January 15, 2011

Quality of Life in Classical Antiquity

The American School of Classical Studies at Athens has posted a video of Walter Scheidel's talk entitled "Quality of Life in Classical Antiquity." It's quite interesting, and the last 20 minutes or so summarize some of the bioarchaeological findings to date, particularly in Rome. I'm pretty sure the sites I studied were name-checked in the slide on health in the Empire, but the quality of the video isn't great. Scheidel is amazing at this sort of synthetic analysis across time periods and cultures; it's exhilarating to see the broad picture of health trends in the Roman Empire but also humbling to know that I've produced only a small fraction of the data that went into this.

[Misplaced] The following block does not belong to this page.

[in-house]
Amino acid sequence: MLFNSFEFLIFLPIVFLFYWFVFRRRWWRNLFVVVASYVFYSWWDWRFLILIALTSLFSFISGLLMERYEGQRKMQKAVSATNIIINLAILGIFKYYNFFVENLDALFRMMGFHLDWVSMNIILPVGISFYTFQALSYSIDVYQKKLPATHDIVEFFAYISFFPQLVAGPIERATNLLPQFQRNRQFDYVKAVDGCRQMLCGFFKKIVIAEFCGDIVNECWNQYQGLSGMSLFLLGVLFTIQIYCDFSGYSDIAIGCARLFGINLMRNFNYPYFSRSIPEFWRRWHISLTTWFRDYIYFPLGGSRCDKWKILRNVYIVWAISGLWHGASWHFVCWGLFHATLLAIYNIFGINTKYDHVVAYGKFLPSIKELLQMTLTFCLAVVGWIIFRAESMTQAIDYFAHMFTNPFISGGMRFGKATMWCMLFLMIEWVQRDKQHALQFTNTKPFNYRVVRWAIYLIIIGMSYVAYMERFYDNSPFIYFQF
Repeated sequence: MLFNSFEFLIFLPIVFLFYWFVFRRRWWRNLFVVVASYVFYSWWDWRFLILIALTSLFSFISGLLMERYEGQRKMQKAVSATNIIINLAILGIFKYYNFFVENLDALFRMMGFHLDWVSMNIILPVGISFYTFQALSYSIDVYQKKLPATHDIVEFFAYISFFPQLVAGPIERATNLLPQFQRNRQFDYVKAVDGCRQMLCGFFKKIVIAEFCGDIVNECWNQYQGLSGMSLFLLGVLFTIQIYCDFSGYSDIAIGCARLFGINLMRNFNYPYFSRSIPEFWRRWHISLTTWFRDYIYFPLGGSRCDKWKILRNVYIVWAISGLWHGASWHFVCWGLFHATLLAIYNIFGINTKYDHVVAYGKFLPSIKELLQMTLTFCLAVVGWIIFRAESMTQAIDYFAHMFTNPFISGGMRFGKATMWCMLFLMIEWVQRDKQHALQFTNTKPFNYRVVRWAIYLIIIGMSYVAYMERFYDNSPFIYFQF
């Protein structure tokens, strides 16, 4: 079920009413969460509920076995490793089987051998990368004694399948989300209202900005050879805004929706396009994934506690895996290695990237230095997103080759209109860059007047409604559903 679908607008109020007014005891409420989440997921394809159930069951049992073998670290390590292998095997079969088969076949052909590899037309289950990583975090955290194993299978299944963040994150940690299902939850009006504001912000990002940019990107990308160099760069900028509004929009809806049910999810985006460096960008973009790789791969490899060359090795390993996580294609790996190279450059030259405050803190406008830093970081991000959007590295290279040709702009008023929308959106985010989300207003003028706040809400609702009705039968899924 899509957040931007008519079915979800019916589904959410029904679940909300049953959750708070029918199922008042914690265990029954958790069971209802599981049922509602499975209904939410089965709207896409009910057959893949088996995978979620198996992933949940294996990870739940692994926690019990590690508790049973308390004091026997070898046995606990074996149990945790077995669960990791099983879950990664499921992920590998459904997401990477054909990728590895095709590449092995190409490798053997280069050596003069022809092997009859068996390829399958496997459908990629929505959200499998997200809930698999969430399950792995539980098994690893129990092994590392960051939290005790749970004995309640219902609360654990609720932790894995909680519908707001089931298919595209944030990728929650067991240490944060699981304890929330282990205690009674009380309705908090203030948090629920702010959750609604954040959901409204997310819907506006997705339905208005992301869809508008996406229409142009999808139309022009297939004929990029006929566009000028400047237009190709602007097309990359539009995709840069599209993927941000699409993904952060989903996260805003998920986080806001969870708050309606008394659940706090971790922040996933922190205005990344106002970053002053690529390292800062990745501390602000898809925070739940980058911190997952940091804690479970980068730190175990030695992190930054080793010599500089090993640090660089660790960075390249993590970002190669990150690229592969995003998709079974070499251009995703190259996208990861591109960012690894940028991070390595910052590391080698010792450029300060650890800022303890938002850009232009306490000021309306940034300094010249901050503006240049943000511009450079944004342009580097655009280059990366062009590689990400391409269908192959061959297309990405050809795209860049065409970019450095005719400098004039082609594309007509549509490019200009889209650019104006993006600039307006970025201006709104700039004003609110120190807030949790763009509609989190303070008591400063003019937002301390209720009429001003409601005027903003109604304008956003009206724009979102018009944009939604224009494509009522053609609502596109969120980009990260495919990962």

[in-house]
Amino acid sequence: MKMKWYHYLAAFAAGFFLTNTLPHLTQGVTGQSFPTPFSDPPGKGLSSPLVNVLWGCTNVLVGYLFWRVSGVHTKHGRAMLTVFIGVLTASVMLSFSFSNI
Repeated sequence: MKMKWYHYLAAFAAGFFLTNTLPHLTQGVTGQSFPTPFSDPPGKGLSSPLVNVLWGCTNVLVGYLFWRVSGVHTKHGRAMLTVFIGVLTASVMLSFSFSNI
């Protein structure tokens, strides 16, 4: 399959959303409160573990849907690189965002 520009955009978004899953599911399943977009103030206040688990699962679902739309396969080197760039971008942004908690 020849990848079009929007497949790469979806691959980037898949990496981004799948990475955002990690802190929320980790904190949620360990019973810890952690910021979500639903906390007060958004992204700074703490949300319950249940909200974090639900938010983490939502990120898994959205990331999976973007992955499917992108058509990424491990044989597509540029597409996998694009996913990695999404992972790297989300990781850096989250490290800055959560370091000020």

My one comment is on the same slide about health in the Empire - Scheidel seemed surprised that the Britons, living in the backwater of the Empire, had a lower frequency of porotic hyperostosis than did people in Italy and Egypt. Italy and Egypt had malaria; Britain did not. Rome was densely populated; Britain was not. The disease ecology of Rome was complex - there were hills and marshes and volcanoes; they had flush toilets but probably also endemic malaria - and to an extent, I think that showing trends in frequency of diseases with increasing distance from Rome glosses over the ecological complexity. At some point, I'll write an article on this, perhaps sooner rather than later, as disease ecology will be in the discussion portion of my PPA talk in a few months.


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